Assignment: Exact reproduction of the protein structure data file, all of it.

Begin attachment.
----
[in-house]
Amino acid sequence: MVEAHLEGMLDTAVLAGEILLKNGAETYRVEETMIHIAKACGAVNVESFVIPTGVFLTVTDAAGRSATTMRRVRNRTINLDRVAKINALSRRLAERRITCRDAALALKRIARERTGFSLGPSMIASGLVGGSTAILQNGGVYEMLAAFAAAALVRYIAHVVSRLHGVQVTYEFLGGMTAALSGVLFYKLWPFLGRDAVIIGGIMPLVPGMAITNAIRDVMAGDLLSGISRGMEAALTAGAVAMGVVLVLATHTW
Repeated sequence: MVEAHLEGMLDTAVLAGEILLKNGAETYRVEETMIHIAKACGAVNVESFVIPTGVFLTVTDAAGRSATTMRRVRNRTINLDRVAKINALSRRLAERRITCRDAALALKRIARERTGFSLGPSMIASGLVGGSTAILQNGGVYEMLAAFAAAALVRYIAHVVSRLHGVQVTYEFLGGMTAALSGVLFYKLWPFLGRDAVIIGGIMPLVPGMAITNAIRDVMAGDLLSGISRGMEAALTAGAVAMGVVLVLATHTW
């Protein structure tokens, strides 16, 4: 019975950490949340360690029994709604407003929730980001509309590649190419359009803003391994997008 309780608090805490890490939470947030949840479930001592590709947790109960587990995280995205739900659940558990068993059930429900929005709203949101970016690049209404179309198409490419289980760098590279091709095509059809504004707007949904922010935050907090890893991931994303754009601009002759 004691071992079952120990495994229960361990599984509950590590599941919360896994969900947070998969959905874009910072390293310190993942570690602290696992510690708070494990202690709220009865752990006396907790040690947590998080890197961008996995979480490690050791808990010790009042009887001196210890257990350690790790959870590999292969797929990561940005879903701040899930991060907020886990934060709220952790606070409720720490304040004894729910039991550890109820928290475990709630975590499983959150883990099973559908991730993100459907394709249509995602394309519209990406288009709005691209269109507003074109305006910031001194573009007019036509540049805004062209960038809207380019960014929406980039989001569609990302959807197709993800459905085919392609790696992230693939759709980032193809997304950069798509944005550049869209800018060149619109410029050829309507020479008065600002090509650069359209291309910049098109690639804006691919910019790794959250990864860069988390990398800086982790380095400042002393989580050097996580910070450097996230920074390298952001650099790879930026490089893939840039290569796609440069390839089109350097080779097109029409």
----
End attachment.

[in-house]
Amino acid sequence: MVEAHLEGMLDTAVLAGEILLKNGAETYRVEETMIHIAKACGAVNVESFVIPTGVFLTVTDAAGRSATTMRRVRNRTINLDRVAKINALSRRLAERRITCRDAALALKRIARERTGFSLGPSMIASGLVGGSTAILQNGGVYEMLAAFAAAALVRYIAHVVSRLHGVQVTYEFLGGMTAALSGVLFYKLWPFLGRDAVIIGGIMPLVPGMAITNAIRDVMAGDLLSGISRGMEAALTAGAVAMGVVLVLATHTW
Repeated sequence: MVEAHLEGMLDTAVLAGEILLKNGAETYRVEETMIHIAKACGAVNVESFVIPTGVFLTVTDAAGRSATTMRRVRNRTINLDRVAKINALSRRLAERRITCRDAALALKRIARERTGFSLGPSMIASGLVGGSTAILQNGGVYEMLAAFAAAALVRYIAHVVSRLHGVQVTYEFLGGMTAALSGVLFYKLWPFLGRDAVIIGGIMPLVPGMAITNAIRDVMAGDLLSGISRGMEAALTAGAVAMGVVLVLATHTW
């Protein structure tokens, strides 16, 4: 019975950490949340360690029994709604407003929730980001509309590649190419359009803003391994997008 309780608090805490890490939470947030949840479930001592590709947790109960587990995280995205739900659940558990068993059930429900929005709203949101970016690049209404179309198409490419289980760098590279091709095509059809504004707007949904922010935050907090890893991931994303754009601009002759 004691071992079952120990495994229960361990599984509950590590599941919360896994969900947070998969959905874009910072390293310190993942570690602290696992510690708070494990202690709220009865752990006396907790040690947590998080890197961008996995979480490690050791808990010790009042009887001196210890257990350690790790959870590999292969797929990561940005879903701040899930991060907020886990934060709220952790606070409720720490304040004894729910039991550890109820928290475990709630975590499983959150883990099973559908991730993100459907394709249509995602394309519209990406288009709005691209269109507003074109305006910031001194573009007019036509540049805004062209960038809207380019960014929406980039989001569609990302959807197709993800459905085919392609790696992230693939759709980032193809997304950069798509944005550049869209800018060149619109410029050829309507020479008065600002090509650069359209291309910049098109690639804006691919910019790794959250990864860069988390990398800086982790380095400042002393989580050097996580910070450097996230920074390298952001650099790879930026490089893939840039290569796609440069390839089109350097080779097109029409």